Midseason Prospect Update: Pirates

The Midseason Top 10 Prospect lists are compiled from conversations with front office officials and scouts from all 30 teams. Players who have exhausted prospect eligibility or were in the Major Leagues as of June 22 are not eligible. Draftees from the 2016 draft and July 2, 2016 signees are also not eligible.

SEE ALSO: Midseason Top 100


The Pirates closed the first half by winning 12 of their final 16 games, a run that included taking five of seven from the National League Central-rival Cardinals and Cubs right before the all-star break.

2019 PROJECTED LINEUP
C Francisco Cervelli
1B Josh Bell
2B Alen Hanson
3B Ke'Bryan Hayes
SS Kevin Newman
LF Austin Meadows
CF Starling Marte
RF Gregory Polanco
No. 1 Starter Gerrit Cole
No. 2 Starter Tyler Glasnow
No. 3 Starter Mitch Keller
No. 4 Starter Jameson Taillon
No. 5 Starter Steven Brault
Closer Yeudy Garcia

If not for a June swoon that included a 9-19 record and 5.31 ERA, the Pirates would be closer than 7 1/2 games behind the Central-leading Cubs at the break. Pittsburgh's struggles are easy to diagnose, however, and potentially easy to address through a combination of player promotions and trades.

The Pirates' pitching staff, owing in part to an injury to ace Gerrit Cole and serious regression from No. 2 Francisco Liriano, ranked last in the NL with 7.1 strikeouts per nine innings and in the bottom-third of the league in WHIP (1.42) and park-adjusted ERA+ (94).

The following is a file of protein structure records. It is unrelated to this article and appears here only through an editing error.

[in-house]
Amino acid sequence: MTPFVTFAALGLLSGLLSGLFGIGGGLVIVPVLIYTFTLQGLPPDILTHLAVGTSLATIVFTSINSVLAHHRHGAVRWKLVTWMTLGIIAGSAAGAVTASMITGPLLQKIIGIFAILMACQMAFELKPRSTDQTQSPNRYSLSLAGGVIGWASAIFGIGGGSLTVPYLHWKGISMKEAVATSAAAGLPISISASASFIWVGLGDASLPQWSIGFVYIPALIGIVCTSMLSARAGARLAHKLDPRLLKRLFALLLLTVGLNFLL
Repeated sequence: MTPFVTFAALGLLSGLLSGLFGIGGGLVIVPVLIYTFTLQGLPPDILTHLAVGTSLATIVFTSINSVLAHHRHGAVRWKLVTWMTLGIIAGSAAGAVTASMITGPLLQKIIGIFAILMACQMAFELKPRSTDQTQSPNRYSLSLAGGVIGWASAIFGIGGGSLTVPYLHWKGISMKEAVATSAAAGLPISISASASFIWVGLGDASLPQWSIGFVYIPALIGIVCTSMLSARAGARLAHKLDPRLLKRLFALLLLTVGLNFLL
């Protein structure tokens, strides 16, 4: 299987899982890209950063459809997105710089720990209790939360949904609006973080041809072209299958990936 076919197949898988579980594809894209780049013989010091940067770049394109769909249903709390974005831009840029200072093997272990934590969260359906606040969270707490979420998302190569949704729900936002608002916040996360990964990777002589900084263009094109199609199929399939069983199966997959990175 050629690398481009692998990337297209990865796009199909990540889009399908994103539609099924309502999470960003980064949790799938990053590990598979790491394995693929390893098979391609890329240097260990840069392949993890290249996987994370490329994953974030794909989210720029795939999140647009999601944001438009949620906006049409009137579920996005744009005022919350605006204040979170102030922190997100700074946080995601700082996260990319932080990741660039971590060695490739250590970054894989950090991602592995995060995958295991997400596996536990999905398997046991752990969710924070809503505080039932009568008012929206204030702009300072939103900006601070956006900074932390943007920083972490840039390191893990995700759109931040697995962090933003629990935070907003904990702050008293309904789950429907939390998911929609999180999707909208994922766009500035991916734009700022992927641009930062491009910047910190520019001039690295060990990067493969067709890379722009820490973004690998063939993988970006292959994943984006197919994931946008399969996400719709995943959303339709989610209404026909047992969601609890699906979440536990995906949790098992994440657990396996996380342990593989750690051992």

Fortunately, the organization's Triple-A Indianapolis club opened the year with a prospect-studded rotation, and Pittsburgh called on righthanders Jameson Taillon (five starts), Chad Kuhl (three) and Tyler Glasnow (one) as well as lefty Steven Brault (one) to take rotation turns beginning in June. If the Pirates continue to close ground on the Cubs in the second half, the front office could consider trading for a veteran starter, using one or more of the young arms along with prospects from a stocked farm system.

The Pirates' offense won't require the same type of reinforcement. Pittsburgh ranked second in the NL with a .337 on-base percentage and fourth with 4.75 runs per game in the first half, with their only potential trade target being a power threat at first base (John Jaso) or second base (Josh Harrison).

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